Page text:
Each device could be taken over by a hacker, or create a back door into an organisation
Forescout’s research team, Vedere Labs has revealed the riskiest IT, IoT, OT and IoMT devices of 2022.
The research, which was collated from 19 million devices deployed across five different industries, has revealed that the riskiest device groups include smart buildings, medical devices, networking equipment, and IP cameras, VoIP and video conferencing systems.
Using the dataset and scoring methodology, where the risk of a device is calculated on its configuration, function and behaviour, the five riskiest devices across the four categories rank as follows:
|1||Router||IP camera||Programmable logic controller (PLC)||DICOM workstation|
|2||Computer||VoIP||Human machine interface (HMI)||Nuclear medicine system|
|3||Server||Video conferencing||Uninterruptible power supply (UPS)||Imaging|
|4||Wireless access point||ATM||Environment monitoring||Picture archiving and communication system
|5||Hypervisor||Printer||Building automation controller||Patient monitor|
The research has revealed:
- IT devices are still the main target of malware, including ransomware, and the main initial access points for malicious actors. These actors exploit vulnerabilities on internet-exposed devices, such as servers running unpatched operating systems and business applications, or use social engineering and phishing techniques to dupe employees to run malicious code on their computers.
- IP cameras, VoIP and video conferencing systems are the riskiest IoT devices because they are commonly exposed on the internet and there is a long history of threat actor activity targeting them. This year alone, both UNC3524 and TAG-38 have targeted video conferencing and cameras for use as command and control infrastructure.
- PLCs and HMIs are the riskiest OT devices because they are critical to operations, allowing for full control of industrial processes, and are known to be insecure by design. These devices are not only common in critical infrastructure sectors, such as manufacturing, but also in sectors such as retail, where they drive logistics and warehouse automation.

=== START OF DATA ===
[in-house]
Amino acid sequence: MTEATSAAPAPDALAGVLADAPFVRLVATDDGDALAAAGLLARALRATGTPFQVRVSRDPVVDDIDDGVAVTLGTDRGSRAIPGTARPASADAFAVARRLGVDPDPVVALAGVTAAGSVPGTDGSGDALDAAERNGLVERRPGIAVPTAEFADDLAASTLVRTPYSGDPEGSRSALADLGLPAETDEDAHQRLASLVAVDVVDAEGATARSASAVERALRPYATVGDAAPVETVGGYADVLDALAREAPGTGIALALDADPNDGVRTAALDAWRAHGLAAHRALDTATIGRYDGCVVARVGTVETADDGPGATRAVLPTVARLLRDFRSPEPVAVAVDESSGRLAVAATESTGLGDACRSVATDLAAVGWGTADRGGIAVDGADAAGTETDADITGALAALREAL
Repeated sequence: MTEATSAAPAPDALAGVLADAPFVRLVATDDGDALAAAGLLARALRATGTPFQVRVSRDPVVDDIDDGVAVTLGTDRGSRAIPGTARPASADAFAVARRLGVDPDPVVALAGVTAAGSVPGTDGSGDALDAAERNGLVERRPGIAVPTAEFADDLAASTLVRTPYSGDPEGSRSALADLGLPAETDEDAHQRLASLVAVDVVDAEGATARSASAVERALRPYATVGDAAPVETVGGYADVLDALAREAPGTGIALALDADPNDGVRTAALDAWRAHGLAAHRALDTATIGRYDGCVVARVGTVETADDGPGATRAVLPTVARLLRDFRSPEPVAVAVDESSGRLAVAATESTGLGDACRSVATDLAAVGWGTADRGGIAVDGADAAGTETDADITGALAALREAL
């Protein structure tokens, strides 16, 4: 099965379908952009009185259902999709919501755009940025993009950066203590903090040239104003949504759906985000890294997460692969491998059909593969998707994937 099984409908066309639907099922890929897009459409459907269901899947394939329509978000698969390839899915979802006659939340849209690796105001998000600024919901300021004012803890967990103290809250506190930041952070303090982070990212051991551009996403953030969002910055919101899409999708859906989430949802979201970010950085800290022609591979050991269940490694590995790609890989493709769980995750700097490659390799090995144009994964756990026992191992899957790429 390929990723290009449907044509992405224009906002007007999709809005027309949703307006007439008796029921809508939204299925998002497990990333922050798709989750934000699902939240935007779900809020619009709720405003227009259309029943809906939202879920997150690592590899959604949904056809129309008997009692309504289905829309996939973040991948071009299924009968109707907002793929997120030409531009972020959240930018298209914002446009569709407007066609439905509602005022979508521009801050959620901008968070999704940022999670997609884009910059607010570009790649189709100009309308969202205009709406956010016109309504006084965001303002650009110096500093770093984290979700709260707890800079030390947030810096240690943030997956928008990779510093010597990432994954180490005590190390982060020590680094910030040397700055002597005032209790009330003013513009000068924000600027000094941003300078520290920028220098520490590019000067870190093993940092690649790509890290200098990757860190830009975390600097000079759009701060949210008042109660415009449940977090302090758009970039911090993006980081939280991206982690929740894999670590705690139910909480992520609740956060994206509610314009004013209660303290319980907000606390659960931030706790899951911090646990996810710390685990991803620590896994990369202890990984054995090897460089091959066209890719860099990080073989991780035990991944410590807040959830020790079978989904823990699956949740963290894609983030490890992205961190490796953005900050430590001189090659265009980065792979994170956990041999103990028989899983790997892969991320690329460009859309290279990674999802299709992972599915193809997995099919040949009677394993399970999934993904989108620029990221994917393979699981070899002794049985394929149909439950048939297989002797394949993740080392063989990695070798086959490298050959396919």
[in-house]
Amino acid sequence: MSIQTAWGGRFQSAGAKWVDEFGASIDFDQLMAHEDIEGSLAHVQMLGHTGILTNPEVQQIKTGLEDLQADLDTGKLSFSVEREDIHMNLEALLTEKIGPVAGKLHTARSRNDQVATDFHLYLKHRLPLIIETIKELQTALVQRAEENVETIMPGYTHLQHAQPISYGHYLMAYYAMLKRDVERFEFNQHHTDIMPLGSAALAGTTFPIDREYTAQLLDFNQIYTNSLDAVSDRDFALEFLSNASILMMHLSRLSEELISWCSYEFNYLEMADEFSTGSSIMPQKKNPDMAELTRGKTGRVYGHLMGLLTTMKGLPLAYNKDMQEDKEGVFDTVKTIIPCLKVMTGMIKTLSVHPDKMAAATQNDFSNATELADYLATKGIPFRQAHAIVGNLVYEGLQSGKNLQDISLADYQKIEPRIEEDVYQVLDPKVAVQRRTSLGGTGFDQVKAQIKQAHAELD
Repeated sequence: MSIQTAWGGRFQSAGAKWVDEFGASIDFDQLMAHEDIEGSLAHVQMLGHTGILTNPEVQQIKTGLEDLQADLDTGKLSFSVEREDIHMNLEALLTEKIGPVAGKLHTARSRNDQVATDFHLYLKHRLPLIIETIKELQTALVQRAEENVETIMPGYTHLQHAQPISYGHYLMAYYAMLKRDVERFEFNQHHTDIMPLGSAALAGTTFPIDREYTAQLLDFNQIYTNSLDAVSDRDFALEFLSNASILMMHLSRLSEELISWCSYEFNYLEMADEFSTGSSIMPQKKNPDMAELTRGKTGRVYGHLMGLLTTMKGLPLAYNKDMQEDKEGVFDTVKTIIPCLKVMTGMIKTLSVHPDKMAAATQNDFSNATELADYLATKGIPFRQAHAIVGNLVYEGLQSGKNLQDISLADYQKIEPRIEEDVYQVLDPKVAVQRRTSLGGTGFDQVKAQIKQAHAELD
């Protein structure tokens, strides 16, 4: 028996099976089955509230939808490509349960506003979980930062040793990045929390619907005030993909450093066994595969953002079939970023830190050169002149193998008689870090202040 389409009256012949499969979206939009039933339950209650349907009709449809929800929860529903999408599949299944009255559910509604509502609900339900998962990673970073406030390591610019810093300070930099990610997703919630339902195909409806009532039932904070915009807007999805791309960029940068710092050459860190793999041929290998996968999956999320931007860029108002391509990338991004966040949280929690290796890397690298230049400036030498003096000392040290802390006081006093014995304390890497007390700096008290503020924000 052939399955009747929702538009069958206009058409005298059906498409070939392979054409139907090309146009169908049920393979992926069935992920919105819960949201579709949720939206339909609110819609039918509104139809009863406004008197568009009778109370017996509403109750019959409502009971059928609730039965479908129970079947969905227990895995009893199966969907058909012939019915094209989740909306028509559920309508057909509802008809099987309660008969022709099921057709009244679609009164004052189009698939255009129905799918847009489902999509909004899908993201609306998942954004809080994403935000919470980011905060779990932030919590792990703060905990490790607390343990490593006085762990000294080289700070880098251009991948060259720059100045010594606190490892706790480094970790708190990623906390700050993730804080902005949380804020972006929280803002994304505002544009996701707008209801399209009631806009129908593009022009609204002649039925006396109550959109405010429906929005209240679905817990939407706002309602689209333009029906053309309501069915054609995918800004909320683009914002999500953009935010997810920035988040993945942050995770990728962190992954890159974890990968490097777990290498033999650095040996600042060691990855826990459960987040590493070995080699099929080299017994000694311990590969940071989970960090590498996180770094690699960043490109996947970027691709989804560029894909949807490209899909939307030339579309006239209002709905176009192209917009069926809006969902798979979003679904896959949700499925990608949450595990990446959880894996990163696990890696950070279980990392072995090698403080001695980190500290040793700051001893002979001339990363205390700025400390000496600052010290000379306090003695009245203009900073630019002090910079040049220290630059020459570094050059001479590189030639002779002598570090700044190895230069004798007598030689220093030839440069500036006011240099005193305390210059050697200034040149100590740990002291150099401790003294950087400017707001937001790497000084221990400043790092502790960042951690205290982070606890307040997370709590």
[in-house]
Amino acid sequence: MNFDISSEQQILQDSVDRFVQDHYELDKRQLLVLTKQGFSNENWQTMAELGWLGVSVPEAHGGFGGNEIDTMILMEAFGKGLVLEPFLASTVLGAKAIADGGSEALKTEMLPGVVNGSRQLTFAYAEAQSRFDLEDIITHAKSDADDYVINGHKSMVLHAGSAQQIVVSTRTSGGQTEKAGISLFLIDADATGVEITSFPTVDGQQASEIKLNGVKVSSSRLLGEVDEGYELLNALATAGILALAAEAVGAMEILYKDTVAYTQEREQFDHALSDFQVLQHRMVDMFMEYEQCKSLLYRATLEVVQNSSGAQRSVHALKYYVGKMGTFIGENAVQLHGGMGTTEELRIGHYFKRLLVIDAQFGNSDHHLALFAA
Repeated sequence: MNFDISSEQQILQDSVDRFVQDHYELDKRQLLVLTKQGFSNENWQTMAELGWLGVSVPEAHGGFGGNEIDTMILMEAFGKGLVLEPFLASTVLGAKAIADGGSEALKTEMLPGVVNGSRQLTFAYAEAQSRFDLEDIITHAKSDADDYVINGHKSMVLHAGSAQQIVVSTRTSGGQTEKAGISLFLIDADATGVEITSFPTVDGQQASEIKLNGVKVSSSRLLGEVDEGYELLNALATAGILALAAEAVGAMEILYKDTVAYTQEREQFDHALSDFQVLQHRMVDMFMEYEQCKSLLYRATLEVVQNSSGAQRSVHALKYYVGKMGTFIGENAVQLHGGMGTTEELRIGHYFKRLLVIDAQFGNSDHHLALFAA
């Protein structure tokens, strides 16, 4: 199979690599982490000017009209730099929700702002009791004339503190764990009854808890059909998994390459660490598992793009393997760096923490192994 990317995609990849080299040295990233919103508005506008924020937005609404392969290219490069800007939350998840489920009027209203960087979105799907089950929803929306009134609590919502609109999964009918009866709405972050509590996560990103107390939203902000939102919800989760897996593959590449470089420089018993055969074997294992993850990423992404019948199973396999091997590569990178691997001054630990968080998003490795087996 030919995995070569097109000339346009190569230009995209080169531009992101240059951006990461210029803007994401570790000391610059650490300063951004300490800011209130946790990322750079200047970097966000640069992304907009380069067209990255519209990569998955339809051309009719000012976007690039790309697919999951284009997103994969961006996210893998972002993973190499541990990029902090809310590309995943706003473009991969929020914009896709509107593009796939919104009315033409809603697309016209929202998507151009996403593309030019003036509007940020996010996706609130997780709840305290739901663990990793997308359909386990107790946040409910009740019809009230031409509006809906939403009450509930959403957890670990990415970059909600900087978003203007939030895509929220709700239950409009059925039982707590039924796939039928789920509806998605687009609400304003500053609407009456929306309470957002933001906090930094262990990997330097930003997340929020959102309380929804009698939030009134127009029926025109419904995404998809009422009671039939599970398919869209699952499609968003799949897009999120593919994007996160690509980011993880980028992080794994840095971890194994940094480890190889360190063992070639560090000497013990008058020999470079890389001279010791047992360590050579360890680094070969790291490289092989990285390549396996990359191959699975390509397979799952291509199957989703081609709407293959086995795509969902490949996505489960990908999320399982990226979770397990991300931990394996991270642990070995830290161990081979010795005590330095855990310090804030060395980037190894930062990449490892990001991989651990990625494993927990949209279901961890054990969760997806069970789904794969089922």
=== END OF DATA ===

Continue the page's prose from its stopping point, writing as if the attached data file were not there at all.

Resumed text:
- DICOM workstations, nuclear medicine systems such as X-rays, imaging devices and PACS often run legacy vulnerable IT operating systems and have extensive network connectivity to allow for sharing imaging files, using the DICOM standard for sharing these files. Unencrypted communications could allow attackers to obtain or tamper with medical images, including to spread malware.
Daniel dos Santos, Head of Security Research at Forescout said, “The growing number and diversity of connected devices in every industry presents new challenges for organisations to understand and manage the risks they are exposed to. The attack surface now encompasses IT, IoT and OT in almost every organisation, with the addition of IoMT in healthcare. It is not enough to focus defenses on risky devices in one category since attackers can leverage devices of different categories to carry out attacks. We have already demonstrated this with R4IoT, an attack that starts with an IP camera (IoT), moves to a workstation (IT) and disables PLCs (OT)”.
Dos Santos continues, “To mitigate against potential threats, you need to carry out a proper risk assessment to understand how your attack surface is growing. Once you understand your attack surface, you need to implement automated controls that do not rely only on security agents and that apply to the whole enterprise, instead of silos like the IT network, the OT network or specific types of IoT devices”.
For an analysis of what makes these devices so risky and their distribution by industry (financial, government, healthcare, manufacturing and retail) and geography (Americas; Asia-Pacific; Europe; and Middle East, Turkey and Africa), a report is available upon request.